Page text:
“Well then, I have a bit of a sticky situation. Joaquin Luce, whom I think you’ve met before, is forcing his way onto the ship for a ‘launch ceremony.’ That son of a bitch couldn’t care less if we launched or exploded,” Crosby explained. “But until we’re out of this system I have to pay lip service to the damned politicians.”

“I know him well. He was the biggest opposition to even communicating with the Proximans from the start.” Charles recalled Luce and they weren’t nice memories. In fact, Charles recalled him as just a bureaucrat who had been the most outspoken voice against contact with the Proximans. His following was large enough that it propelled him into a seat within the European Parliament. “He’s been meddling in the interstellar affairs since the original hearings on first contact with the Proximans. He’s a political hack only concerned with his own growth of power. I’m not going to miss him at all once the star drive is kicked in.”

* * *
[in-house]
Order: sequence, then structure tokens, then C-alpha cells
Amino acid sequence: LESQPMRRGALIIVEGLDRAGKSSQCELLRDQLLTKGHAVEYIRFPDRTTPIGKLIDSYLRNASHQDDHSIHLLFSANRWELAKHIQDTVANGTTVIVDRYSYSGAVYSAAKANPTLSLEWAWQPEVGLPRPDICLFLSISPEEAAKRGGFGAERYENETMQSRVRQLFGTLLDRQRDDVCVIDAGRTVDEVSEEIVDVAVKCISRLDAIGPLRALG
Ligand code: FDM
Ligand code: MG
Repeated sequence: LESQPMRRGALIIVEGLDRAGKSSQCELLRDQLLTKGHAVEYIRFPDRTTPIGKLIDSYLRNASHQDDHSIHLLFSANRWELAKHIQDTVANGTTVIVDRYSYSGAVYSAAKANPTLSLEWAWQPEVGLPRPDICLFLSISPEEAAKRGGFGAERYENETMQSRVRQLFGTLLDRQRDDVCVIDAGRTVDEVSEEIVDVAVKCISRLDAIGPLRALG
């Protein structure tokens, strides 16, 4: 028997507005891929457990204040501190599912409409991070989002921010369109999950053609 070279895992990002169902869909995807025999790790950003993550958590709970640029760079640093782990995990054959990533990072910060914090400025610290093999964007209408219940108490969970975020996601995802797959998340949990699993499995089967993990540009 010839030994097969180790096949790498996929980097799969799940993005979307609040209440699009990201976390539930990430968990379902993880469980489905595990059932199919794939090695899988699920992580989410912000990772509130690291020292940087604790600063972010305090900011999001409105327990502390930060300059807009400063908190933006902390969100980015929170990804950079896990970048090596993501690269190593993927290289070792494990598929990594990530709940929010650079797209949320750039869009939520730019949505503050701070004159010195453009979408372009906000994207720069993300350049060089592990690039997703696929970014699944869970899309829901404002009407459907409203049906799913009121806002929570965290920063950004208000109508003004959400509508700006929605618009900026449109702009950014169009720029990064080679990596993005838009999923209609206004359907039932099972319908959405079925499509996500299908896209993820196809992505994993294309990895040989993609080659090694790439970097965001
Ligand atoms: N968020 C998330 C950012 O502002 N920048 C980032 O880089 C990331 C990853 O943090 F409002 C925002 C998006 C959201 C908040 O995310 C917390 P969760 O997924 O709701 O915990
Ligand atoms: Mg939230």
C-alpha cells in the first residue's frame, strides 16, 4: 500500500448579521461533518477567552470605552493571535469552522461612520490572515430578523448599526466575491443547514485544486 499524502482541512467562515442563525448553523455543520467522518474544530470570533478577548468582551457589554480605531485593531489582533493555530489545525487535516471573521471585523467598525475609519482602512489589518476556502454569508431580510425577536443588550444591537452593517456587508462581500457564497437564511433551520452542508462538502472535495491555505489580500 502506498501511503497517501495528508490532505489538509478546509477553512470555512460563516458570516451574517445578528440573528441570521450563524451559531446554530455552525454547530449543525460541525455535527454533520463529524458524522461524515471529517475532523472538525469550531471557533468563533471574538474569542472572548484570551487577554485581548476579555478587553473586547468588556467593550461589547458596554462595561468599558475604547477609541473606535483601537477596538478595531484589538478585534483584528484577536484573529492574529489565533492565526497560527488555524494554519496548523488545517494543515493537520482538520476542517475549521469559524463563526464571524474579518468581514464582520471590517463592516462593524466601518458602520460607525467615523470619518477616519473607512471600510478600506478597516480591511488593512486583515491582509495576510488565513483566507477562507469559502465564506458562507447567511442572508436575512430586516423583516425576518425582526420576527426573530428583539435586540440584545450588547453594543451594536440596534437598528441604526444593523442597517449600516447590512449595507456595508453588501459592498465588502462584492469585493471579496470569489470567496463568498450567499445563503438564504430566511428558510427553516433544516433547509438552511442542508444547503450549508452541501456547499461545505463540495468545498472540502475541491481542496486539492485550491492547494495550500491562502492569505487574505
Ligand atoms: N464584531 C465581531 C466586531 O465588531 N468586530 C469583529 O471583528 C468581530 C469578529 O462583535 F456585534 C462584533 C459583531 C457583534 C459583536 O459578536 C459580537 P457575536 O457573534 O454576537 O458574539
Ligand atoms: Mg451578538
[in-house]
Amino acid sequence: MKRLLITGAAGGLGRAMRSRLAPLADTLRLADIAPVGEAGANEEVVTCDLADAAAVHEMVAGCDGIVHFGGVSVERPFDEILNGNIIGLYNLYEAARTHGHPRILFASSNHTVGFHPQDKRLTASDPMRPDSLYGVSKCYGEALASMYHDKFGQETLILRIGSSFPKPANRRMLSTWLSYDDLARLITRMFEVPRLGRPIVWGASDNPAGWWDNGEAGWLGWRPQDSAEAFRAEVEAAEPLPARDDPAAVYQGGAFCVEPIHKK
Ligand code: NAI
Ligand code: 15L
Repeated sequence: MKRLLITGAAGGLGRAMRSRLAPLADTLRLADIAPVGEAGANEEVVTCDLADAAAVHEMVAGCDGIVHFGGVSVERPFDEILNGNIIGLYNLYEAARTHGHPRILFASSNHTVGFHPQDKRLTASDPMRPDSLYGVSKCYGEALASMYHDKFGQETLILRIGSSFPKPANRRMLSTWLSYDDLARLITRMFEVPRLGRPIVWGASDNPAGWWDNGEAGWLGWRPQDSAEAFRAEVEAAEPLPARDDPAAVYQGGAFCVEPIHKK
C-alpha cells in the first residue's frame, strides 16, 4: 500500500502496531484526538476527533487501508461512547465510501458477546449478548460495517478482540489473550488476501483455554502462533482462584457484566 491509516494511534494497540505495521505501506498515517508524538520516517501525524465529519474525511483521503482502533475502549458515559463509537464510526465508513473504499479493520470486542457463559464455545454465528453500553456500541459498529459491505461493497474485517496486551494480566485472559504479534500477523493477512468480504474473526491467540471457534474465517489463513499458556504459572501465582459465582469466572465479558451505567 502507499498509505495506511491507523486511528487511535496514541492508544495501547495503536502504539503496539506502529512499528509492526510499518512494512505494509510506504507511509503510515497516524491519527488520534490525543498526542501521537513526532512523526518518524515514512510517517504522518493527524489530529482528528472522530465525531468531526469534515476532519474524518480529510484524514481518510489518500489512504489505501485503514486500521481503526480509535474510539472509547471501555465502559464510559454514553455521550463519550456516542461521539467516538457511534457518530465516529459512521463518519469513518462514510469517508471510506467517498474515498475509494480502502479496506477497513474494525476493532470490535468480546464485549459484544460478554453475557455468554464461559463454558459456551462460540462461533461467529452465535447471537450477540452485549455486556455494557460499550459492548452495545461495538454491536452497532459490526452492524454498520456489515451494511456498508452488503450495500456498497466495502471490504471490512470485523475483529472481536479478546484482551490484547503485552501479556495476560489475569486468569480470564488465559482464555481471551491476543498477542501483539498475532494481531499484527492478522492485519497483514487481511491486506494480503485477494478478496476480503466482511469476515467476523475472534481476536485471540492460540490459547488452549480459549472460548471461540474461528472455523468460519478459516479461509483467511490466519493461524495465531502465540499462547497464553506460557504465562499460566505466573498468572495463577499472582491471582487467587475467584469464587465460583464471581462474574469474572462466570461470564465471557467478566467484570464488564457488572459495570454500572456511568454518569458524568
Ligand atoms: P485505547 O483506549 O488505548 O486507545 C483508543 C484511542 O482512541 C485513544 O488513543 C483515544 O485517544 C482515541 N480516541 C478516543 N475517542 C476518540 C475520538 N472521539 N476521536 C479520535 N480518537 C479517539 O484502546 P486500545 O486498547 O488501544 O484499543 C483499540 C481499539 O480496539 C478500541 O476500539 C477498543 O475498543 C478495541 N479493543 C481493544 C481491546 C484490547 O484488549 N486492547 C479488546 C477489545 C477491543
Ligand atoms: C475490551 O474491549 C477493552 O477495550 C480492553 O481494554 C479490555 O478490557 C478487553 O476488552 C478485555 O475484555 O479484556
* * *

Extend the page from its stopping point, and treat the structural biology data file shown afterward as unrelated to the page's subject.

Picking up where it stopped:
“Good. We’re on the same page, then. You’re a politician. You take care of all that for me. I have too much to do to prepare for launch,” Crosby said gruffly. “In fact, that’ll be your ship duty. Keep politics away from me as best you can. Hell, we’ll even call you the ship’s political officer. Ain’t that a hoot? Just like an old Cold War–era Soviet ICBM naval vessel. We have ourselves a political officer…”

“Captain, I’d be more than happy to oblige. I’ve had more than my share of days as an ambassador dealing with political situations that are absolutely no fun and for the most part useless, if not counterproductive.” Charles showed a toothy grin. “I’ll get right on that.”

“Good, then. Now if you don’t mind, I’ve got a lot of other things piling up that need my attention.”

“Right. I’ll get with the, uh, XO. Where do I find him?” Charles asked.

“Mr. Clemons brought you here to my office…oh hell…” Crosby got up from his desk and walked to the doorway. He tapped at the panel to the right of it and the hatch hissed open. “Artur!”

Aye?” The man who had led Charles to the captain’s office appeared almost immediately. Charles now vaguely recalled him introducing himself as Artur. “Show our new political officer here around and get his staff oriented and moved in. He’ll fill you in on our conversation—and if you have further questions, don’t bother me with them!”

“Aye, Captain!”